Heart attacks, for example, the reported number being treated going down because more people aren't going to get them taken care of. What does this tell you?

SCHAFFNER: Well, what it tells me, Poppy, is that's something we always said, it's a tight balancing thing between the medical aspects and the social and the economic aspects. No matter what you do, there are adverse consequences. So these --

HARLOW: Yes --

SCHAFFNER: Are all difficult decisions and we need to move carefully going forward. And, you know, there are lots of children who are staying away from healthcare providers, not getting their routine vaccinations. This is beginning to concern us across the country. Could we have new outbreaks of, for example, measles, because children --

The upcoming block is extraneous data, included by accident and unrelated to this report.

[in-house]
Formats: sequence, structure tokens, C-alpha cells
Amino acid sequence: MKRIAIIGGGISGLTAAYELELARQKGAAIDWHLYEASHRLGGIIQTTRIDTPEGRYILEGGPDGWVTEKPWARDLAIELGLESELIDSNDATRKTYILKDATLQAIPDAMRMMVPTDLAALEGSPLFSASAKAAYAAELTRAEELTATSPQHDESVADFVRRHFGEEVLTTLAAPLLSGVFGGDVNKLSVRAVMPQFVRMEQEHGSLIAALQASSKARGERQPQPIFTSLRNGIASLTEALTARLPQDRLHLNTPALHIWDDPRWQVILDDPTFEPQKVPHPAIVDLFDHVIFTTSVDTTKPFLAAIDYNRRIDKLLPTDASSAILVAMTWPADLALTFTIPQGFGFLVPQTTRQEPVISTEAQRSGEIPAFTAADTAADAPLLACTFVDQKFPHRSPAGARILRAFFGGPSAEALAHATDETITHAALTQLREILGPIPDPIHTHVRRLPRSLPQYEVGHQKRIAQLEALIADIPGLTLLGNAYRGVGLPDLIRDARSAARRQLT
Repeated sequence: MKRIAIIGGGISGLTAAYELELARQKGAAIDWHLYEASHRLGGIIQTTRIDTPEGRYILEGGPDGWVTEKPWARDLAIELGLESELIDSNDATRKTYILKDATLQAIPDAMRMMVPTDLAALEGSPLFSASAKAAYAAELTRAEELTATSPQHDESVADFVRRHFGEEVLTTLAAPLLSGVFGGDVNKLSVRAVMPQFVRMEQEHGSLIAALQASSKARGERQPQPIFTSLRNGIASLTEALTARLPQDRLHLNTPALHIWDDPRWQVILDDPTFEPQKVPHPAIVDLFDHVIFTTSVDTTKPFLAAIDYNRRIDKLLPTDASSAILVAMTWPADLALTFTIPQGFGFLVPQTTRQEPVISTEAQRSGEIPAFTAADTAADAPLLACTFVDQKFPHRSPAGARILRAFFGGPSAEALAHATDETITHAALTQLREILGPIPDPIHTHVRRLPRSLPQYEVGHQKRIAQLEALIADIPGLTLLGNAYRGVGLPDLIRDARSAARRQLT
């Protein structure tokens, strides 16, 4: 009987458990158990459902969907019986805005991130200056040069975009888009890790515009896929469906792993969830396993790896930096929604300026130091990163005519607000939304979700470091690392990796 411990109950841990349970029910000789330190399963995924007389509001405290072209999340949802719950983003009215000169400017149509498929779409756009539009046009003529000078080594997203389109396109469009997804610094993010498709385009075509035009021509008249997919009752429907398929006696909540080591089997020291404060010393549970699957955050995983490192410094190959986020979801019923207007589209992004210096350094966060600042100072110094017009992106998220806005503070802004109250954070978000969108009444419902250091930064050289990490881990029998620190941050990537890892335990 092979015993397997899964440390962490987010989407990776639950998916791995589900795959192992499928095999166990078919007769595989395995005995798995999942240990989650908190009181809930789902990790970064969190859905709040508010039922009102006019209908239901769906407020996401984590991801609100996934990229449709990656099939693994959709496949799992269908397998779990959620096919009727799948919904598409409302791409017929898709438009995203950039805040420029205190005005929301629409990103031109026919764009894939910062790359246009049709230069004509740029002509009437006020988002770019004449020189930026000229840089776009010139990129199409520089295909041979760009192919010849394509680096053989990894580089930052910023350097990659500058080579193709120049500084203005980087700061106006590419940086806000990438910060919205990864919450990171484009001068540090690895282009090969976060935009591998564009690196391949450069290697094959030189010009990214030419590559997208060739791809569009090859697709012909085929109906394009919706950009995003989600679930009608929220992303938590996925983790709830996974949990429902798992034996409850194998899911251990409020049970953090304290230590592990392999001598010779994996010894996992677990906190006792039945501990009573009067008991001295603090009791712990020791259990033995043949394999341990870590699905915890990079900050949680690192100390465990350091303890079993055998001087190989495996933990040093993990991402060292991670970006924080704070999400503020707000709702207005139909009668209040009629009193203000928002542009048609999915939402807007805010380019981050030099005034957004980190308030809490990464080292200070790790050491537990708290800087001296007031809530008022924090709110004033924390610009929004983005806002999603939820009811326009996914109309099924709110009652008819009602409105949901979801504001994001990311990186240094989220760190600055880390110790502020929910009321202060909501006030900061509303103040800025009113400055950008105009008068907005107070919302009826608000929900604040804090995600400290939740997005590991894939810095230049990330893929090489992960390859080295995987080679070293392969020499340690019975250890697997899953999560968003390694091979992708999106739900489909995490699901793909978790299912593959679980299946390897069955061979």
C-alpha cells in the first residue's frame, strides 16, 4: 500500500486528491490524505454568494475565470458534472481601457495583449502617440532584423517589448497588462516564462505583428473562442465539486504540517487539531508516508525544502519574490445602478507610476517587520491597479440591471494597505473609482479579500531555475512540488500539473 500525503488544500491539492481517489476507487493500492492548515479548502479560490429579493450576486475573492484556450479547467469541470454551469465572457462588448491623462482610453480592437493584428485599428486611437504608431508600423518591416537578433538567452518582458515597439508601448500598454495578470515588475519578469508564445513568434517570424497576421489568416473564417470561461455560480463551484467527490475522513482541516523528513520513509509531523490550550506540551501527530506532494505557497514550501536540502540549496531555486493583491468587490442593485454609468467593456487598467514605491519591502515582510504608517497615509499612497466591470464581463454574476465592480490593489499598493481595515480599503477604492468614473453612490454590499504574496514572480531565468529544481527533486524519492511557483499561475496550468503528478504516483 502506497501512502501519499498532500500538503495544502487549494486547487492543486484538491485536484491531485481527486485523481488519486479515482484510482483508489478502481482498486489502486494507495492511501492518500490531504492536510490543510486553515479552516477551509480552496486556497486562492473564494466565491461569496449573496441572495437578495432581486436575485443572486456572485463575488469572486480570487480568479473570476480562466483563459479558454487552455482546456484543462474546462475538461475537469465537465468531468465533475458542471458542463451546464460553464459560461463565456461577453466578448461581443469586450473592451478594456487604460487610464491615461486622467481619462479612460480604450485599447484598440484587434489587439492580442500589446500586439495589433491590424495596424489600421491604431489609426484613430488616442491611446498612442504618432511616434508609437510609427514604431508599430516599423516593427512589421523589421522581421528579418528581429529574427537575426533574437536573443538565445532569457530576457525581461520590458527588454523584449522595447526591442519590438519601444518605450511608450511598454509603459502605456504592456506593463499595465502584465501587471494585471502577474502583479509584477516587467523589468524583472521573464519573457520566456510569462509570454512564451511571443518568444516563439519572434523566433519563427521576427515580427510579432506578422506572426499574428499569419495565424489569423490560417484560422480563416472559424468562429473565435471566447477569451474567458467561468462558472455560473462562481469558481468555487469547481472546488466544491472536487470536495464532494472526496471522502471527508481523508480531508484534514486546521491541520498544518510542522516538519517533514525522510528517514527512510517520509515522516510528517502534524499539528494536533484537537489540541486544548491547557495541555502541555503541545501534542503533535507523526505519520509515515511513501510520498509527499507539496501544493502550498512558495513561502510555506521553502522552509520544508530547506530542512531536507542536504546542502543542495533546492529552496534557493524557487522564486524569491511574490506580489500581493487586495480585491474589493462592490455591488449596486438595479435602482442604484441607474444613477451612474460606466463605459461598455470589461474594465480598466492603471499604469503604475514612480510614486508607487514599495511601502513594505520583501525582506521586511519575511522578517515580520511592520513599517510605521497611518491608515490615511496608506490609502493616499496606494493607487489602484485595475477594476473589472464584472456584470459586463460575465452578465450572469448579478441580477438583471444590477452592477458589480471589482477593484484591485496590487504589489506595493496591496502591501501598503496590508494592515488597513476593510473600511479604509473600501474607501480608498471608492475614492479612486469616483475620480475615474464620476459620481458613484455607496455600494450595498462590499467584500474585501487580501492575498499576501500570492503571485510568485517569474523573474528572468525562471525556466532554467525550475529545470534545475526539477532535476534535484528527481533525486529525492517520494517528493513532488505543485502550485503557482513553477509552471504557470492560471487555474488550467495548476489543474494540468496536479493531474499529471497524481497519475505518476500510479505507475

HARLOW: Yes --

SCHAFFNER: Are being withheld from going to the doctor.


HARLOW: That -- so, I took my 4-year-old to get her 4-year shots back, you know, just about a month ago, and I was nervous but no one else was in the pediatrician's office, that's how important those vaccines are for her. But you're saying, you're seeing a pattern of parents not taking their children in to get these vaccines and the fallout could be devastating.

SCHAFFNER: Oh, yes. Pediatricians and family doctors are concerned about that as well as public health authorities across the country. We -- and pediatricians and the doctors are trying to arrange their -- the way they work their practices, seeing children in the morning for immunizations, sick children only in the afternoon, to keep them separated --

HARLOW: Yes --